George Prokopiou – Vocals
Kostas Konstantinidis – Guitars
Panos Priftis – Bass
Makis Tsamkosoglou – Keyboards, samples
George Boukaouris – Drums, percussion
Artifacts is the third album by Greek band Mother of Millions, and atmosphere is the name of the game here. It’s also something these folks seem to do rather well.
Their sound is an interesting one, not changing a great deal over the course of the album, but bringing in influences from the progressive, alternative and even post- spectrums of heavy music, all to create something palpably atmospheric. Modern efforts from Katatonia and Anathema are the most immediate comparisons to leap to mind, or even Swallow the Sun during some of the heavier sections. It bears that same vaguely mournful quality, with just enough hints of something more stirring. Everything is wrapped up in a swirling, ethereal coating, like an ominous mist, gradually revealing more as the album is explored, and with occasional bursts of something brighter or heavier to puncture the gloomy malaise.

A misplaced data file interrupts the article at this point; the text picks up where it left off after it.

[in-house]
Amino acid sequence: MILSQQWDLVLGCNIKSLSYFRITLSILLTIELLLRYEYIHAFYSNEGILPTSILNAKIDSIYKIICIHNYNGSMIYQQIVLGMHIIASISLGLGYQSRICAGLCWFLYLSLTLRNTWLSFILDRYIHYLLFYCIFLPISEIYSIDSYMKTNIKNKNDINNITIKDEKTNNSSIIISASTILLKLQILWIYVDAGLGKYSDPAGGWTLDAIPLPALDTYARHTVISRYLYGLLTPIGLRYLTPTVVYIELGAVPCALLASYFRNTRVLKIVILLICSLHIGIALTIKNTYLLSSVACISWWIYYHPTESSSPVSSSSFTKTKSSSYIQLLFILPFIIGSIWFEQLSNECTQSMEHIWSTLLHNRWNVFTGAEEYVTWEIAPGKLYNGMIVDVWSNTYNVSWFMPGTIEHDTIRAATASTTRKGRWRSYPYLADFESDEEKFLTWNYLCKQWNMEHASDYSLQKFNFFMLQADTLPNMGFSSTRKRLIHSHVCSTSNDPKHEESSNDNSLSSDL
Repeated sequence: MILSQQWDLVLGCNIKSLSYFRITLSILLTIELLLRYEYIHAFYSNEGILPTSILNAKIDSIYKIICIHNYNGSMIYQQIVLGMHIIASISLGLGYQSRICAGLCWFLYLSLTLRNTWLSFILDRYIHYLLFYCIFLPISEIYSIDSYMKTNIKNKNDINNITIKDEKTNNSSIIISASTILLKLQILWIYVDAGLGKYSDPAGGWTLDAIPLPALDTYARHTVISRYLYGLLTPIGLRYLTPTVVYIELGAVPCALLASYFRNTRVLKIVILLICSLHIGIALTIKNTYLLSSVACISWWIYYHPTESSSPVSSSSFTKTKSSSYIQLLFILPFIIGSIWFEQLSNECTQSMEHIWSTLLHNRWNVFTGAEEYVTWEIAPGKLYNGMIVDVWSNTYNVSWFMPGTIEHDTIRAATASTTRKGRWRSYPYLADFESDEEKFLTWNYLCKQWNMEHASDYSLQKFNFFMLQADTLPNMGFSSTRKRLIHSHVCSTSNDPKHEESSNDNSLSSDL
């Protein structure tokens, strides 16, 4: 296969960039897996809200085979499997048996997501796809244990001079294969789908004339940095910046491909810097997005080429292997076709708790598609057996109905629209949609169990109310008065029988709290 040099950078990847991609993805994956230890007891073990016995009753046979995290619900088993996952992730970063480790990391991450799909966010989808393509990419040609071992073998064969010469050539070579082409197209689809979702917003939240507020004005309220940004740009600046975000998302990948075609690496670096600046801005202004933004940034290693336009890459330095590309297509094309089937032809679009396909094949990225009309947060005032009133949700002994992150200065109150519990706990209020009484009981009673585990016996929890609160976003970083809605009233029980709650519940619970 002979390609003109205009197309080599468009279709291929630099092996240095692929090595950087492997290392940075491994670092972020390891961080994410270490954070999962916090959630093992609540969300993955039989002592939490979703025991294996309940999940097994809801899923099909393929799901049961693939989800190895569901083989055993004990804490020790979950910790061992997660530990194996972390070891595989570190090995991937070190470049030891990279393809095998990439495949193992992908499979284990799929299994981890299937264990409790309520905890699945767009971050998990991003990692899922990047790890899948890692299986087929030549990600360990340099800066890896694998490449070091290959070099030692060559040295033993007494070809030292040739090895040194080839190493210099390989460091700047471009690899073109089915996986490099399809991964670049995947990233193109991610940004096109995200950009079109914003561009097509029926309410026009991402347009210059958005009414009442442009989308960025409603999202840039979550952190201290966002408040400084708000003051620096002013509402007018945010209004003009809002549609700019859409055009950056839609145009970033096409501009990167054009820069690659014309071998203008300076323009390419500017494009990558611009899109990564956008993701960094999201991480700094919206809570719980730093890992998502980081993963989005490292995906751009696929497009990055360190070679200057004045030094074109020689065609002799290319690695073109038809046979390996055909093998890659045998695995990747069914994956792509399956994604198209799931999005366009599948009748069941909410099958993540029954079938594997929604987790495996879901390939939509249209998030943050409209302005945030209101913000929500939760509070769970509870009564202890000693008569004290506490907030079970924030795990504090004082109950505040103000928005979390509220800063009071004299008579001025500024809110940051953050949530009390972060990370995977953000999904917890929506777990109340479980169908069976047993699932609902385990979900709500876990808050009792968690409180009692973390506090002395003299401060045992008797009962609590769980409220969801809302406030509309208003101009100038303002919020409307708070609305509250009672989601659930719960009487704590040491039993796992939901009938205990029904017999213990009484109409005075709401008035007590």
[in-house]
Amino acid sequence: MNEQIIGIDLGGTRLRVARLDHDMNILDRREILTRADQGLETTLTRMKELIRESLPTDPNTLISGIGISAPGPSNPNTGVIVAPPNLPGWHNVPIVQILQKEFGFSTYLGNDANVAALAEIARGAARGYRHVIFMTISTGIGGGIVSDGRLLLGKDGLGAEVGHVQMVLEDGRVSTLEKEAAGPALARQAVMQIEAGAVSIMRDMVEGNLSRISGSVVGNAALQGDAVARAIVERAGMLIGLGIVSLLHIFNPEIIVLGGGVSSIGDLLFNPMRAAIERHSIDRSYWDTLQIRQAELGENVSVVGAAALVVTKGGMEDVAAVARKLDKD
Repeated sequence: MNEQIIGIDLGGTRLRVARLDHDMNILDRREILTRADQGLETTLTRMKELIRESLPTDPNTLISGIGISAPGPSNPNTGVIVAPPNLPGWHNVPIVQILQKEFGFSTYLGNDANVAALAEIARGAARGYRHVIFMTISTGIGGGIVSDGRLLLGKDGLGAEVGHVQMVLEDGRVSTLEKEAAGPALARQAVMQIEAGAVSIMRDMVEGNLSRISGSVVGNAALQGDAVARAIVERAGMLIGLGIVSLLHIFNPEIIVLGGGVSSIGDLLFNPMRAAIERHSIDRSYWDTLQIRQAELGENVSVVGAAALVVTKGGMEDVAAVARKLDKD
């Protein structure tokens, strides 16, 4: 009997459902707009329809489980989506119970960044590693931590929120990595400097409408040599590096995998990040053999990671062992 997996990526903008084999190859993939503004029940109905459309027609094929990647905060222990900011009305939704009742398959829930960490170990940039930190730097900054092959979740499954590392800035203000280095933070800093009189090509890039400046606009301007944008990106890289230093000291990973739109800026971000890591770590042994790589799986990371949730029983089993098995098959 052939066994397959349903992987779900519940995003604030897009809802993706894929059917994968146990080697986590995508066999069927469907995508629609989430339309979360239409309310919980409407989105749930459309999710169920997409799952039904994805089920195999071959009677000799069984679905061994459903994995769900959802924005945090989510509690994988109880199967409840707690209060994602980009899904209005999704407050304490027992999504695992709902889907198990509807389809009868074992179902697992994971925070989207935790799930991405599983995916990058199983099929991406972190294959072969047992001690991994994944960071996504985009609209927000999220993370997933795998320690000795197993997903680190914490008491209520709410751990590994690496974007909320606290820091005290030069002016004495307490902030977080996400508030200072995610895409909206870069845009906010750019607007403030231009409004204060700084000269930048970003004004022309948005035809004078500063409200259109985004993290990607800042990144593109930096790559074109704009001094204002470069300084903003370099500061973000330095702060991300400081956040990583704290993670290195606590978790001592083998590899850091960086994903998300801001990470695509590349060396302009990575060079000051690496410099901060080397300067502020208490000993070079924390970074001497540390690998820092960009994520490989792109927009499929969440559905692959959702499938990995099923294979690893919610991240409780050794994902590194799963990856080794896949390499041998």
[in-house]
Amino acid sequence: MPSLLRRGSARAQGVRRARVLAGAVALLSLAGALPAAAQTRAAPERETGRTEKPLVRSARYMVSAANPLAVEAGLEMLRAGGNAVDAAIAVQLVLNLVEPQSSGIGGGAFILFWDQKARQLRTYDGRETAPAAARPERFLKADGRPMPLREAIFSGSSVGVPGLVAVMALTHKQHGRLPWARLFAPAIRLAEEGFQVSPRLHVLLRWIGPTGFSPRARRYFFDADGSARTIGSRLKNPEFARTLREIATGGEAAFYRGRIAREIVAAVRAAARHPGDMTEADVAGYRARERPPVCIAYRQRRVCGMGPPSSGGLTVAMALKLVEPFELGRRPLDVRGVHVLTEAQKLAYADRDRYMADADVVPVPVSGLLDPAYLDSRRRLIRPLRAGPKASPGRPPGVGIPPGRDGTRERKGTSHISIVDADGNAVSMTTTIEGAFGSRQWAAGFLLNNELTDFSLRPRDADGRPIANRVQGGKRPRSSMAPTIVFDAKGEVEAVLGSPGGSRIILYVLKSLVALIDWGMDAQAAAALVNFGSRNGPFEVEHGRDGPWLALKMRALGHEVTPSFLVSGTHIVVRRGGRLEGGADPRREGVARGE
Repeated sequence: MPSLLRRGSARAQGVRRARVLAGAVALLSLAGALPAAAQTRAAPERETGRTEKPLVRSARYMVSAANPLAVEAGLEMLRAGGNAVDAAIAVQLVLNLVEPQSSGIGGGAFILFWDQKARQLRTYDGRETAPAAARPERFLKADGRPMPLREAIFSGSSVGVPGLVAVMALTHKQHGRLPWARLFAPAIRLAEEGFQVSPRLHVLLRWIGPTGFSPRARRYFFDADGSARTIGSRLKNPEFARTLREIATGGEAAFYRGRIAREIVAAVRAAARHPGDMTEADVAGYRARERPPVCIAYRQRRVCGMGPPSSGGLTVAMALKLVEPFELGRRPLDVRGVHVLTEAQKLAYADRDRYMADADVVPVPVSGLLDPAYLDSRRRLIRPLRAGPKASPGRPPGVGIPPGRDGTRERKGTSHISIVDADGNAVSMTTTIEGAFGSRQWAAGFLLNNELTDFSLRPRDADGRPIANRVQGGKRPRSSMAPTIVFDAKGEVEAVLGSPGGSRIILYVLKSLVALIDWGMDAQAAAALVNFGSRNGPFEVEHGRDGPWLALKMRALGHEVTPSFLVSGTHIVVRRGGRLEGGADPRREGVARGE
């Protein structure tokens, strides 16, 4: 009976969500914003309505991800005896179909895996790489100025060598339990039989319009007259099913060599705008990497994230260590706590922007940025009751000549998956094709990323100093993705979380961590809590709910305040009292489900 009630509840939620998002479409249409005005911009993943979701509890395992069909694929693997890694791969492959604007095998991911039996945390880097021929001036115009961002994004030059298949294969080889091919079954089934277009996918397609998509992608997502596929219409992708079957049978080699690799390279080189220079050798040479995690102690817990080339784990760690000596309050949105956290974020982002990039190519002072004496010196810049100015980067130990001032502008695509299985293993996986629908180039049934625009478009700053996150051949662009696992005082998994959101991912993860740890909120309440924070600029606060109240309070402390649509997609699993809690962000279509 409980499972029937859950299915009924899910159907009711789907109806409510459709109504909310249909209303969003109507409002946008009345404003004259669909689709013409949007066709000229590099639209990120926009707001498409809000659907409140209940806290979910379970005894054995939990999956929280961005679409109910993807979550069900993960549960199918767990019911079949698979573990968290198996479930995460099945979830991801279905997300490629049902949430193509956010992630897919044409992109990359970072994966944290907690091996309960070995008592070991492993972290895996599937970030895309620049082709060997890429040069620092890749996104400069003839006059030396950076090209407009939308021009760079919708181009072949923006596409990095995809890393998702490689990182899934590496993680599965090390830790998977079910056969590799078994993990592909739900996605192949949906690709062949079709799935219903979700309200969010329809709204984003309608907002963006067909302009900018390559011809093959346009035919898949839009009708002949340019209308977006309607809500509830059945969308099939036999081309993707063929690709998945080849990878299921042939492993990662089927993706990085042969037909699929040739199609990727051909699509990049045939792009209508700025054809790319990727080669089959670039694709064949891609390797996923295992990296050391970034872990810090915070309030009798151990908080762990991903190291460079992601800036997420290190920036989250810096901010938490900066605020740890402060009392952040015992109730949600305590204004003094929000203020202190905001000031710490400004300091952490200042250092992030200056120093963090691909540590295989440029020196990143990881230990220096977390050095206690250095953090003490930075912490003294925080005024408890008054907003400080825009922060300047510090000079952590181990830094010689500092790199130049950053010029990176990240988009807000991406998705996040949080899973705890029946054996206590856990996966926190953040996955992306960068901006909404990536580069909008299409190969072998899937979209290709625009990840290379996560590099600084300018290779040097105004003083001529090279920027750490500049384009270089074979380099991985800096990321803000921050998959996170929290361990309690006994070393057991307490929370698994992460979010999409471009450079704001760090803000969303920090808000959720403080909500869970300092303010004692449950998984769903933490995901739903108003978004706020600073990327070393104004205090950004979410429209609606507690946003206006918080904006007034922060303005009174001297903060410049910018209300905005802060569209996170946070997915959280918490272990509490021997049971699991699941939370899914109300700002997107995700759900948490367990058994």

During the more cerebral parts, of which there are plenty, it can also call recent Anathema or Solstafir works to mind with its post-rock ambience: just listen to the way the vocals blend so smoothly with the minimalist musical background in “Artefact”. That emotive work can even stray into post-space rock territory not dissimilar to Atoma’s Skylight album, such as in “Soma” or “Amber”, which feel like an ethereal choir lifting the listener up into some higher plane. It makes for a very nice contrast when the heavier guitar parts press up against this gentle, cosmic world.
“Soma” and “Anchor” both really master the hypnotic quality the band is going for, and it’s hard not to find yourself getting lost in them. The latter takes a slightly heavier approach, anchoring (no pun intended, honestly) itself on a harder riff at times, but pulling off much the same effect regardless.
And the ominous feeling evoked here is represented nowhere better than in “Cinder”. The track slowly builds while the rumble of the bass and the deliberately off-putting lilting of the guitar layer atop one another, rising to the more optimistic finishing section.
All this praise aside, it does feel like the album would benefit from some more distinct, stand-out moments. A greater focus on dynamics could go a long way toward holding the listener’s attention. Still, this is clearly well-crafted music throughout, even if the moments of being properly enraptured can hopefully be more frequent next time around.